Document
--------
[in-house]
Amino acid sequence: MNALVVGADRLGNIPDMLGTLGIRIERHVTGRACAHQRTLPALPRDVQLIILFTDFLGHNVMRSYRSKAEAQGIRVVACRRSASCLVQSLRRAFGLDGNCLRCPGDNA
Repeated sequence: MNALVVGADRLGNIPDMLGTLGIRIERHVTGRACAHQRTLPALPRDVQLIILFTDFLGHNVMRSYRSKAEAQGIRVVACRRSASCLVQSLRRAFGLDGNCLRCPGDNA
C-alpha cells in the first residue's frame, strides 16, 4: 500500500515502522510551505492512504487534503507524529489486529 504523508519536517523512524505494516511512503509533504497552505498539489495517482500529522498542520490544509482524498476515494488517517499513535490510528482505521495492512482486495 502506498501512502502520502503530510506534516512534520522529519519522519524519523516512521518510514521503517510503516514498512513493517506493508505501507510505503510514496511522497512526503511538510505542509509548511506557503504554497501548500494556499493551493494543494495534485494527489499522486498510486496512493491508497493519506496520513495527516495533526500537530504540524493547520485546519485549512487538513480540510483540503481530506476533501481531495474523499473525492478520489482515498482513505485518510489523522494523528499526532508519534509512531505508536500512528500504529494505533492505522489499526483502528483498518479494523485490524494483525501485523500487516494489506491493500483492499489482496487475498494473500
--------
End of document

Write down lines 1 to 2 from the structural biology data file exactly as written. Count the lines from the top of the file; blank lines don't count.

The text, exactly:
[in-house]
Amino acid sequence: MNALVVGADRLGNIPDMLGTLGIRIERHVTGRACAHQRTLPALPRDVQLIILFTDFLGHNVMRSYRSKAEAQGIRVVACRRSASCLVQSLRRAFGLDGNCLRCPGDNA